This is the third year that I have registered with the Literacy Connection professional development program. If you haven’t participated in this amazing program, you can learn more about it by clicking here. Basically, teachers from central Ohio school districts read a professional book, attended two Saturday presentations by the author, and meet several times over the school year to discuss ideas from the book. This type of sharing helps me to reflect on my current practices and think of new possibilities. Even though most of the participants are classroom teachers, my Media Specialist friend, Beth Clark, and I have enjoyed the programs tremendously.
This year I was hesitant to sign up. To be perfectly honest, when I first heard about the topic, “Using Formative Assessment to Plan Literacy Instruction,” based on The Literacy Teacher’s Playbook by Jennifer Serravallo, I was not sure if the topic was relevant to my situation.As a Media Specialist, I don’t teach Literacy the same way as a classroom teacher does and I wasn’t sure if the information would be transferable to what I do. On the other hand, I have been struggling to incorporate formative assessments into the Media Center program for the last few years, so I decided to give it a go. It was a good decision. In the next several blog posts, I will reflect on my thinking and learning.
I just finished tonight’s #cyberPD chat and it was so very inspiring. One thing that stuck out to me is how to use technology to expand our reading communities. Last year I started a library Twitter account and we followed other libraries in our district. We shared what we were doing and learned things about them, as well, but I’m sad to say it was one of those things that kind of fizzled out after a month or so. This year I hope to make sharing with others and building our reading community an important part of our time together in the library. I think connecting with other wild readers outside our district would make our Twitter experience much more meaningful, as well. I started thinking about this more during the chat and read some thoughts of others, too..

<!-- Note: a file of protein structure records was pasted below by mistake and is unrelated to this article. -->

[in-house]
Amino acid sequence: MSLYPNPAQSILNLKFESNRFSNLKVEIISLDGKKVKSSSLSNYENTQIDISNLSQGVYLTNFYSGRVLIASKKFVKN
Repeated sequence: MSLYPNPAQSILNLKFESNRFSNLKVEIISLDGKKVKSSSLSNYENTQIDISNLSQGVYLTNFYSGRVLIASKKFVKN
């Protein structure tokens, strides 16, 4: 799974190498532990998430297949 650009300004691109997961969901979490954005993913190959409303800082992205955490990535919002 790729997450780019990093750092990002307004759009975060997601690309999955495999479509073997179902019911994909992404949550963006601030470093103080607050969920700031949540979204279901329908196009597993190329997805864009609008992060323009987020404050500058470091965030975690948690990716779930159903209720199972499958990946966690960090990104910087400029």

I’m hoping to create a list of our #cyberPD teachers and students who would like to connect this year. If you have a class Twitter account, blog, wiki, or other digital format and would like to connect with other classes to build your reading community this year, please leave your name and information in the form below. Click on this link to see all of the results so you can find others to connect with, too. I’m looking forward to connecting with your class soon!
Sorry for being a bit behind for this last #cyberPD post. I’ve been on a family vacation in England and had hoped to write the post before I left. That did not happen. Then, with spotty wifi, very busy days, and trying to be present in the moment, my post was delayed. I am however, loving seeing all of the children’s books inspirations for Harry Potter, Peter Rabbit, Paddington Bear, and The Secret Garden, just to name a few. Some day I will travel back to England to do the children’s literature version of this trip, maybe with some book friends who would appreciate it more than my family…any takers?